If the credit provider insists the information is accurate, you can provide the bureaus with a statement summarizing your dispute and request they include it in your file, in future reports, and to anyone who received a copy of the old report in the recent past.

Legal action
Finally, if the investigation isn’t resolved to your satisfaction and the inaccurate information in your credit report is causing you harm, contact a trusted attorney to determine if taking legal action would be worthwhile. Your attorney can review the information, and if necessary, help you develop and litigate your case.

Dedicated to empowering your family, building your wealth and defining your legacy,

Use Estate Planning to Enrich Your Family With More Than Just Material Wealth

In the weeks before her death from ovarian cancer, author Amy Krouse Rosenthal gave her husband Jason one of the most treasured gifts a person could receive.

She penned the touching essay “You May Want to Marry My Husband” in the New York Times as a final love letter to him. The essay took the form of a heart-wrenching yet-humorous dating profile that encouraged him to begin dating again once she was gone. In her opening description of Jason, she writes:

“He is an easy man to fall in love with. I did it in one day.”

What followed was an intimate list of attributes and anecdotes, highlighting what she loved most about Jason. It reads like a love story, encompassing 26 years of marriage, three grown children, and a bond that will last forever. She finished the essay on Valentine’s Day, concluding with:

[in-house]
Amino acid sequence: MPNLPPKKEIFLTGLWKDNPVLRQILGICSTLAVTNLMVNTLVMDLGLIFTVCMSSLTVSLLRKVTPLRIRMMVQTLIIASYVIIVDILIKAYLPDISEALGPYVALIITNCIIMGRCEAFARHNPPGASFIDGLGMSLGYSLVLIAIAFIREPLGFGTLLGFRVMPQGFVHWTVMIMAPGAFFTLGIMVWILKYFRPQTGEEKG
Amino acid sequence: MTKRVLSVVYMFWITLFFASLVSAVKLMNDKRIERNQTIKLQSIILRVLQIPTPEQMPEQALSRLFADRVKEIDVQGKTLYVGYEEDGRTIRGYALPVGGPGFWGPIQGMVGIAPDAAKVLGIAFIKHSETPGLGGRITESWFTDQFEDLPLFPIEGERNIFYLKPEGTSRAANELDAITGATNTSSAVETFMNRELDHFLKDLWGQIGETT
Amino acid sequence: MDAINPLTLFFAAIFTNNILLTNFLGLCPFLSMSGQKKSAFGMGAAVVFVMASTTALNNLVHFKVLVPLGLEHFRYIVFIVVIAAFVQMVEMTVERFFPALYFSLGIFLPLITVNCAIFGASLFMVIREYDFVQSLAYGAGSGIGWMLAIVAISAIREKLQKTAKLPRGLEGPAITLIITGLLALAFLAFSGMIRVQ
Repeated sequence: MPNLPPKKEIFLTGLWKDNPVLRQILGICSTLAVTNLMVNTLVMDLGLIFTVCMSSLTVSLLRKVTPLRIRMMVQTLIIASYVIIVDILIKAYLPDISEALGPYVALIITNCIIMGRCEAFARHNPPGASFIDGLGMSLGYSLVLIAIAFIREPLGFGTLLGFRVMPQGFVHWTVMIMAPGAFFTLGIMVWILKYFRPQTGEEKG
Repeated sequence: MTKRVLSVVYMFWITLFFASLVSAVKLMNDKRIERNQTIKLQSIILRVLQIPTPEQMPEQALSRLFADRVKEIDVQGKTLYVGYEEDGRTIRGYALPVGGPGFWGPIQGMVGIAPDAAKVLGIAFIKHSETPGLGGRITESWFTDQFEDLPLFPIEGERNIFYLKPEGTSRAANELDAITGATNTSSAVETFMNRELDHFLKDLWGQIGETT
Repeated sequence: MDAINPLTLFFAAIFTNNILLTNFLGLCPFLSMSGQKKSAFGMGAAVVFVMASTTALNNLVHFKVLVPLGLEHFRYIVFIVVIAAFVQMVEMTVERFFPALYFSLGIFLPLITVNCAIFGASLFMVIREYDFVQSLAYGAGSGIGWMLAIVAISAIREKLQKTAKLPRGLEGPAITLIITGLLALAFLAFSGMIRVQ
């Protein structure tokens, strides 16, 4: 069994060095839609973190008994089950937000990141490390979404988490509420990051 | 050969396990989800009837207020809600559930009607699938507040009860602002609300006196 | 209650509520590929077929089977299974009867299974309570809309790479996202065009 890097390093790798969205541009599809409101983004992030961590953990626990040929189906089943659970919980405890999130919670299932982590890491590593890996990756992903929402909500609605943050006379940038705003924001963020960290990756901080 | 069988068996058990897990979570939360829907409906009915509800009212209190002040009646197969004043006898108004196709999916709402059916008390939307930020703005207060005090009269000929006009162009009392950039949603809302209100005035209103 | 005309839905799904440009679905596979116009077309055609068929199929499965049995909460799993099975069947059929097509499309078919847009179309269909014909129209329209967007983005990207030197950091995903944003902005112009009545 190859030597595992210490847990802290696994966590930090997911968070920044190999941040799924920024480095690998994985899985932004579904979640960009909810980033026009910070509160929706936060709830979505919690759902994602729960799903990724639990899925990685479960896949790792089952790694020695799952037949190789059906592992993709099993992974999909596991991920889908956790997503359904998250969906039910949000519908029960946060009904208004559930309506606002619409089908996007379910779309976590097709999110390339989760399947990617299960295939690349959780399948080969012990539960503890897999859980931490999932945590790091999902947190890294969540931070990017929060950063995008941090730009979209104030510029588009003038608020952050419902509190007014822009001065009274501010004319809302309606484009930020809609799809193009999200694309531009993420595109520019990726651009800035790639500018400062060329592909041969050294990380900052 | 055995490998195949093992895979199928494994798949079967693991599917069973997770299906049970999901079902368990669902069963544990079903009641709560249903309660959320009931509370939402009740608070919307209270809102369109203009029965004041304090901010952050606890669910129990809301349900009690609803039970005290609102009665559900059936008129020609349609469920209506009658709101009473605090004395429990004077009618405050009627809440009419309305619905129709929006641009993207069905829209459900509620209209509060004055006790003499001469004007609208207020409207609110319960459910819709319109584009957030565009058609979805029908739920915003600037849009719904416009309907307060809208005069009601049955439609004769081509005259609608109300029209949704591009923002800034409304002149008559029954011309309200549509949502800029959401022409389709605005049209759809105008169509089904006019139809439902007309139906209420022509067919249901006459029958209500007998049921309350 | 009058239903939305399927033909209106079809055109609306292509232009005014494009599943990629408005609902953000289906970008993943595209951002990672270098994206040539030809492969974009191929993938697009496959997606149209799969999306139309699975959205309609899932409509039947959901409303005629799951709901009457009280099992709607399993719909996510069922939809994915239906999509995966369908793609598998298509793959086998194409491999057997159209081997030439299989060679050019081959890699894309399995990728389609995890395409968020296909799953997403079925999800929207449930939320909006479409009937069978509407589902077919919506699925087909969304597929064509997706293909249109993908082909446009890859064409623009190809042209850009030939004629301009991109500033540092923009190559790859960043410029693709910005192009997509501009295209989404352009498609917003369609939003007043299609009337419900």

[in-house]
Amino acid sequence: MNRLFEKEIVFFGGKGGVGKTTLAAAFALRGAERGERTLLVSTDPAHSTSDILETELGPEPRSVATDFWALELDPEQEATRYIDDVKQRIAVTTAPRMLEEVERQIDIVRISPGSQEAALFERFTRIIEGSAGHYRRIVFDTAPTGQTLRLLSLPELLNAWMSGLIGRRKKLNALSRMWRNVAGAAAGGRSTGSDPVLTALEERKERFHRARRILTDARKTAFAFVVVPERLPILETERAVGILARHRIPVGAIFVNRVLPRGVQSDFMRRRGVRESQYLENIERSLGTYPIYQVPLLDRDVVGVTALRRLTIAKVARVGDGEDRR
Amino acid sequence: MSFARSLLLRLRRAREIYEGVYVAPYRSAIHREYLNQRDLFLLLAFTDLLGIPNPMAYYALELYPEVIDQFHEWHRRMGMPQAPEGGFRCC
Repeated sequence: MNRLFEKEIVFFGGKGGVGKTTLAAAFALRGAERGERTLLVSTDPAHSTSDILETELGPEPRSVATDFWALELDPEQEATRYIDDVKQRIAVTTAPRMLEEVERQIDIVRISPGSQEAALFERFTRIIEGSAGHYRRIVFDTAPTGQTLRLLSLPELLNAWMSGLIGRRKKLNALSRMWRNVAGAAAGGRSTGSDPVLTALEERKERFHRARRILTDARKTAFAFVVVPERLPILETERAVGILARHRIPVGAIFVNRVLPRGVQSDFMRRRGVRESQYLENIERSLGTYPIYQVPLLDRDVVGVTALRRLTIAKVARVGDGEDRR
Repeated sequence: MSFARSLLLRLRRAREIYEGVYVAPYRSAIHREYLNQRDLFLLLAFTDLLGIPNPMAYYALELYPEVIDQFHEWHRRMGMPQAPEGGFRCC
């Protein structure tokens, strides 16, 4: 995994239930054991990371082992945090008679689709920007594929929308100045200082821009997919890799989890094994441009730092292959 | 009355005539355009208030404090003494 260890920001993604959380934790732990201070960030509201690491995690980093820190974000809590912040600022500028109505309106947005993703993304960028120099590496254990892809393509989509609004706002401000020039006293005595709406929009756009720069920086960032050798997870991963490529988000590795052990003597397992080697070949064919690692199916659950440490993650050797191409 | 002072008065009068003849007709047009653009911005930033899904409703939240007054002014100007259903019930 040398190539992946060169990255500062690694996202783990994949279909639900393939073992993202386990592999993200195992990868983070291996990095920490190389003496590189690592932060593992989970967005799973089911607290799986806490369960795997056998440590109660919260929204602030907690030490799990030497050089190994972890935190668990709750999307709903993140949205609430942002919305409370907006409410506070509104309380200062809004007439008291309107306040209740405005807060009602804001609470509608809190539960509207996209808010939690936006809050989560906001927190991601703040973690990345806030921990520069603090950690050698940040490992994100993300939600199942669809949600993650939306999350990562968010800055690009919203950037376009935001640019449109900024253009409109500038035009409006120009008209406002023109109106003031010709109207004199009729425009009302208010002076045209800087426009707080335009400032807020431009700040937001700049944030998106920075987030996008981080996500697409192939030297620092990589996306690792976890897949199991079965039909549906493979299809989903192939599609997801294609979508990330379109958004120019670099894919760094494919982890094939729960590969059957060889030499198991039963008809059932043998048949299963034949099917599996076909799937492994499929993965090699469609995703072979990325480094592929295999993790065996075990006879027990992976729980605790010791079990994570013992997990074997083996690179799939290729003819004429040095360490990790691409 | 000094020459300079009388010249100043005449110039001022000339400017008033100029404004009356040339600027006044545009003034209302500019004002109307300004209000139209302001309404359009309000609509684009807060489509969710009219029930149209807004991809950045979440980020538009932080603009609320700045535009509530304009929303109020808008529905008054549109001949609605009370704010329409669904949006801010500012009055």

“The most genuine, non-vase-oriented gift I can hope for is that the right person reads this, finds Jason, and another love story begins.”

Just 10 days after the essay was published in March 2017, Amy died at age 51.

Finding meaning again
Amy’s essay immediately went viral, and Jason received countless letters from women across the globe. Although he has yet to begin a new relationship, Jason said the outpouring of letters gave him “solace and even laughter” in the darkest days following his wife’s death.

Just over a year later, Jason wrote his own essay for the Times, “My Wife Said You May Want to Marry Me,” in which he expressed how grateful he was for Amy’s words and recounted the lessons he’d learned about loss and grief since her passing.

He said his wife’s parting gift “continues to open doors for me, to affect my choices, to send me off into the world to make the most of it.” Jason has since given a TED Talk on his grieving process in hopes of helping others deal with loss, something he said he never would’ve done without Amy’s motivation.

Toward the end of his essay, Jason gave readers a bit of advice for how they can provide their loved ones with a similar gift:

“Talk with your mate, your children, and other loved ones about what you want for them when you are gone,” he wrote. “By doing this, you give them liberty to live a full life and eventually find meaning again.”

Preserving your intangible assets
This moving story highlights what could be the most valuable, yet often-overlooked aspect of estate planning. Planning isn’t just about preserving and passing on your financial wealth and property in the event of your death or incapacity. When done right, it equates to sharing your family’s stories, values, life lessons, and experiences, so your legacy carries on long after you (and your money) are gone.